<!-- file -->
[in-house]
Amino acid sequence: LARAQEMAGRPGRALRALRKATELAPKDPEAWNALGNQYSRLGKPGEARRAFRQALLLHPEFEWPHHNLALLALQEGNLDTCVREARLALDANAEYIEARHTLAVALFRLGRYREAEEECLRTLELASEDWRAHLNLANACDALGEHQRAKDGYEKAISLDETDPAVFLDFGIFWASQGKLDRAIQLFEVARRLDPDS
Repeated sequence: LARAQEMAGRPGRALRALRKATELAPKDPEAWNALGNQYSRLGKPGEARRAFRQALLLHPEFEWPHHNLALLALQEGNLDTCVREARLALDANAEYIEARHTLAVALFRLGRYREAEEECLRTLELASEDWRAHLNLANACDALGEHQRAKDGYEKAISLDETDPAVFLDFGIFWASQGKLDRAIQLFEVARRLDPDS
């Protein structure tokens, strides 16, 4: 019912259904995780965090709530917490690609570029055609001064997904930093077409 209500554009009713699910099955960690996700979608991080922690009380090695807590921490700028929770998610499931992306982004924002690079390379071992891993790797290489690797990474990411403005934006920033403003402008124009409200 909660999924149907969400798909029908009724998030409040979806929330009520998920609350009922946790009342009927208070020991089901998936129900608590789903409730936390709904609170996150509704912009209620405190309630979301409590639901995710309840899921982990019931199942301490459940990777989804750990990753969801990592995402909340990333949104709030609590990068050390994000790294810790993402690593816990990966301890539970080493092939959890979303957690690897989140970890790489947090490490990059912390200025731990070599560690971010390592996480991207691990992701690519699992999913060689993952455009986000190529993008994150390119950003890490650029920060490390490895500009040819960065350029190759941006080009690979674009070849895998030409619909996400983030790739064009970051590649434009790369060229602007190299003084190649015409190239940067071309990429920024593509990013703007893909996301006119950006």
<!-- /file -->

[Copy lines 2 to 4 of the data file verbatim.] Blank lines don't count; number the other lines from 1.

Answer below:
Amino acid sequence: LARAQEMAGRPGRALRALRKATELAPKDPEAWNALGNQYSRLGKPGEARRAFRQALLLHPEFEWPHHNLALLALQEGNLDTCVREARLALDANAEYIEARHTLAVALFRLGRYREAEEECLRTLELASEDWRAHLNLANACDALGEHQRAKDGYEKAISLDETDPAVFLDFGIFWASQGKLDRAIQLFEVARRLDPDS
Repeated sequence: LARAQEMAGRPGRALRALRKATELAPKDPEAWNALGNQYSRLGKPGEARRAFRQALLLHPEFEWPHHNLALLALQEGNLDTCVREARLALDANAEYIEARHTLAVALFRLGRYREAEEECLRTLELASEDWRAHLNLANACDALGEHQRAKDGYEKAISLDETDPAVFLDFGIFWASQGKLDRAIQLFEVARRLDPDS
């Protein structure tokens, strides 16, 4: 019912259904995780965090709530917490690609570029055609001064997904930093077409 209500554009009713699910099955960690996700979608991080922690009380090695807590921490700028929770998610499931992306982004924002690079390379071992891993790797290489690797990474990411403005934006920033403003402008124009409200 909660999924149907969400798909029908009724998030409040979806929330009520998920609350009922946790009342009927208070020991089901998936129900608590789903409730936390709904609170996150509704912009209620405190309630979301409590639901995710309840899921982990019931199942301490459940990777989804750990990753969801990592995402909340990333949104709030609590990068050390994000790294810790993402690593816990990966301890539970080493092939959890979303957690690897989140970890790489947090490490990059912390200025731990070599560690971010390592996480991207691990992701690519699992999913060689993952455009986000190529993008994150390119950003890490650029920060490390490895500009040819960065350029190759941006080009690979674009070849895998030409619909996400983030790739064009970051590649434009790369060229602007190299003084190649015409190239940067071309990429920024593509990013703007893909996301006119950006």